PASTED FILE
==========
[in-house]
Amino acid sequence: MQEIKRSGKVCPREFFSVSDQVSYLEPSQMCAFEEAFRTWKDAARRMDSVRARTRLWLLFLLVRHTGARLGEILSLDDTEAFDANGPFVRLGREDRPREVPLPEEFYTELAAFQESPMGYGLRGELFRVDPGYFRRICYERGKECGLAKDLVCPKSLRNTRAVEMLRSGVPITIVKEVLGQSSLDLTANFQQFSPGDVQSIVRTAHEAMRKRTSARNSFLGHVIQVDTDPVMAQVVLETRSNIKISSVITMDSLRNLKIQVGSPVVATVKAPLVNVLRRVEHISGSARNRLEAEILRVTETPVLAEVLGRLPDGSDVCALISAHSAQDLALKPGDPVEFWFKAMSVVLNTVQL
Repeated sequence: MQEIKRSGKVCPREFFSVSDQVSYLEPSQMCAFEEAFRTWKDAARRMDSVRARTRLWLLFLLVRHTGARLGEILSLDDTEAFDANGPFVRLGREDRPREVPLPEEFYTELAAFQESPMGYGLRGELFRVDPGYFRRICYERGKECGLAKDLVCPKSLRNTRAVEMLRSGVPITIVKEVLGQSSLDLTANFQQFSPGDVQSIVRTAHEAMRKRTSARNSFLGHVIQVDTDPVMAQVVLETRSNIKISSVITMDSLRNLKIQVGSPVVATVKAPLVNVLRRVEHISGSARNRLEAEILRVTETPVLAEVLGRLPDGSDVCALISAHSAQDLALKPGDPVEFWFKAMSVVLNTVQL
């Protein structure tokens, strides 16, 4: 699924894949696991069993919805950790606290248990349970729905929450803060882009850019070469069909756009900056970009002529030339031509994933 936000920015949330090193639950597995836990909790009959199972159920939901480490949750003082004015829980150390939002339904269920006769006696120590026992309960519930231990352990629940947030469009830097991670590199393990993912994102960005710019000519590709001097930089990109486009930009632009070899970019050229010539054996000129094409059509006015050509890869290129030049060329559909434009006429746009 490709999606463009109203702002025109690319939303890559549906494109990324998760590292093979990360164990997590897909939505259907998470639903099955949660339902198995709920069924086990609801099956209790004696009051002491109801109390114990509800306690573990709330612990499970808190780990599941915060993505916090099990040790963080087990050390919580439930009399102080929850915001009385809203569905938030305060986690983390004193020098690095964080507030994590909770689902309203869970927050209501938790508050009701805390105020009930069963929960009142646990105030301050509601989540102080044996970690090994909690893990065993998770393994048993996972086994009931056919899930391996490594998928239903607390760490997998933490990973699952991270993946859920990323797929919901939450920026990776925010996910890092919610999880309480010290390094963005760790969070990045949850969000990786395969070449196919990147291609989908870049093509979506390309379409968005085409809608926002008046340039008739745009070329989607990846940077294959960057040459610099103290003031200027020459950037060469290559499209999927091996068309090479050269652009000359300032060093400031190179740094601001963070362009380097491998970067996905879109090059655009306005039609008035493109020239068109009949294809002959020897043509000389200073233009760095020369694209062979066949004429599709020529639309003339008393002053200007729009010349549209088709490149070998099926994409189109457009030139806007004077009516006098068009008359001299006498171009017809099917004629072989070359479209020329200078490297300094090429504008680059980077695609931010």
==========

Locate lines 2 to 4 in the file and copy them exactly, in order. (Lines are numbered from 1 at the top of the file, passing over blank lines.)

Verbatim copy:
Amino acid sequence: MQEIKRSGKVCPREFFSVSDQVSYLEPSQMCAFEEAFRTWKDAARRMDSVRARTRLWLLFLLVRHTGARLGEILSLDDTEAFDANGPFVRLGREDRPREVPLPEEFYTELAAFQESPMGYGLRGELFRVDPGYFRRICYERGKECGLAKDLVCPKSLRNTRAVEMLRSGVPITIVKEVLGQSSLDLTANFQQFSPGDVQSIVRTAHEAMRKRTSARNSFLGHVIQVDTDPVMAQVVLETRSNIKISSVITMDSLRNLKIQVGSPVVATVKAPLVNVLRRVEHISGSARNRLEAEILRVTETPVLAEVLGRLPDGSDVCALISAHSAQDLALKPGDPVEFWFKAMSVVLNTVQL
Repeated sequence: MQEIKRSGKVCPREFFSVSDQVSYLEPSQMCAFEEAFRTWKDAARRMDSVRARTRLWLLFLLVRHTGARLGEILSLDDTEAFDANGPFVRLGREDRPREVPLPEEFYTELAAFQESPMGYGLRGELFRVDPGYFRRICYERGKECGLAKDLVCPKSLRNTRAVEMLRSGVPITIVKEVLGQSSLDLTANFQQFSPGDVQSIVRTAHEAMRKRTSARNSFLGHVIQVDTDPVMAQVVLETRSNIKISSVITMDSLRNLKIQVGSPVVATVKAPLVNVLRRVEHISGSARNRLEAEILRVTETPVLAEVLGRLPDGSDVCALISAHSAQDLALKPGDPVEFWFKAMSVVLNTVQL
């Protein structure tokens, strides 16, 4: 699924894949696991069993919805950790606290248990349970729905929450803060882009850019070469069909756009900056970009002529030339031509994933 936000920015949330090193639950597995836990909790009959199972159920939901480490949750003082004015829980150390939002339904269920006769006696120590026992309960519930231990352990629940947030469009830097991670590199393990993912994102960005710019000519590709001097930089990109486009930009632009070899970019050229010539054996000129094409059509006015050509890869290129030049060329559909434009006429746009 490709999606463009109203702002025109690319939303890559549906494109990324998760590292093979990360164990997590897909939505259907998470639903099955949660339902198995709920069924086990609801099956209790004696009051002491109801109390114990509800306690573990709330612990499970808190780990599941915060993505916090099990040790963080087990050390919580439930009399102080929850915001009385809203569905938030305060986690983390004193020098690095964080507030994590909770689902309203869970927050209501938790508050009701805390105020009930069963929960009142646990105030301050509601989540102080044996970690090994909690893990065993998770393994048993996972086994009931056919899930391996490594998928239903607390760490997998933490990973699952991270993946859920990323797929919901939450920026990776925010996910890092919610999880309480010290390094963005760790969070990045949850969000990786395969070449196919990147291609989908870049093509979506390309379409968005085409809608926002008046340039008739745009070329989607990846940077294959960057040459610099103290003031200027020459950037060469290559499209999927091996068309090479050269652009000359300032060093400031190179740094601001963070362009380097491998970067996905879109090059655009306005039609008035493109020239068109009949294809002959020897043509000389200073233009760095020369694209062979066949004429599709020529639309003339008393002053200007729009010349549209088709490149070998099926994409189109457009030139806007004077009516006098068009008359001299006498171009017809099917004629072989070359479209020329200078490297300094090429504008680059980077695609931010």